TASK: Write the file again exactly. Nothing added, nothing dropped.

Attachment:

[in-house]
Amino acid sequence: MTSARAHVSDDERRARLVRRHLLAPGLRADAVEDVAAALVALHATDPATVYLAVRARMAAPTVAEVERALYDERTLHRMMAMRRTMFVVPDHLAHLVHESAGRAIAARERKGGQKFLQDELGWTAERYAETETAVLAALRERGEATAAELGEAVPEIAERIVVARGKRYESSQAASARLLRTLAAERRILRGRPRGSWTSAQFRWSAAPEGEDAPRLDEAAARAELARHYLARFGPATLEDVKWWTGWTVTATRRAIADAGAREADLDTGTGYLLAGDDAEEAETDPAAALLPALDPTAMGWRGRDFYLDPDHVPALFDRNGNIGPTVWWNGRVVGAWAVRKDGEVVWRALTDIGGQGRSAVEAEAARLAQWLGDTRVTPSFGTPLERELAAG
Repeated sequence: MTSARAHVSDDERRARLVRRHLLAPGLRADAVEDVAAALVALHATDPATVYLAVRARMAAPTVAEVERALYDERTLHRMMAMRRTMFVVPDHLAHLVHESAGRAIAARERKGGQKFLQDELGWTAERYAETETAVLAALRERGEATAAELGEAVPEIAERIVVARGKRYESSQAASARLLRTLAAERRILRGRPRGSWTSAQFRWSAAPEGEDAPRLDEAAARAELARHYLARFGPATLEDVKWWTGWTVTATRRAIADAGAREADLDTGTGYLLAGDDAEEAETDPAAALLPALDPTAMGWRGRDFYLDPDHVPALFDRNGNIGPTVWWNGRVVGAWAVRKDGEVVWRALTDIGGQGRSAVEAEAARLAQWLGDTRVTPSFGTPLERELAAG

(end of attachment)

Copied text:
[in-house]
Amino acid sequence: MTSARAHVSDDERRARLVRRHLLAPGLRADAVEDVAAALVALHATDPATVYLAVRARMAAPTVAEVERALYDERTLHRMMAMRRTMFVVPDHLAHLVHESAGRAIAARERKGGQKFLQDELGWTAERYAETETAVLAALRERGEATAAELGEAVPEIAERIVVARGKRYESSQAASARLLRTLAAERRILRGRPRGSWTSAQFRWSAAPEGEDAPRLDEAAARAELARHYLARFGPATLEDVKWWTGWTVTATRRAIADAGAREADLDTGTGYLLAGDDAEEAETDPAAALLPALDPTAMGWRGRDFYLDPDHVPALFDRNGNIGPTVWWNGRVVGAWAVRKDGEVVWRALTDIGGQGRSAVEAEAARLAQWLGDTRVTPSFGTPLERELAAG
Repeated sequence: MTSARAHVSDDERRARLVRRHLLAPGLRADAVEDVAAALVALHATDPATVYLAVRARMAAPTVAEVERALYDERTLHRMMAMRRTMFVVPDHLAHLVHESAGRAIAARERKGGQKFLQDELGWTAERYAETETAVLAALRERGEATAAELGEAVPEIAERIVVARGKRYESSQAASARLLRTLAAERRILRGRPRGSWTSAQFRWSAAPEGEDAPRLDEAAARAELARHYLARFGPATLEDVKWWTGWTVTATRRAIADAGAREADLDTGTGYLLAGDDAEEAETDPAAALLPALDPTAMGWRGRDFYLDPDHVPALFDRNGNIGPTVWWNGRVVGAWAVRKDGEVVWRALTDIGGQGRSAVEAEAARLAQWLGDTRVTPSFGTPLERELAAG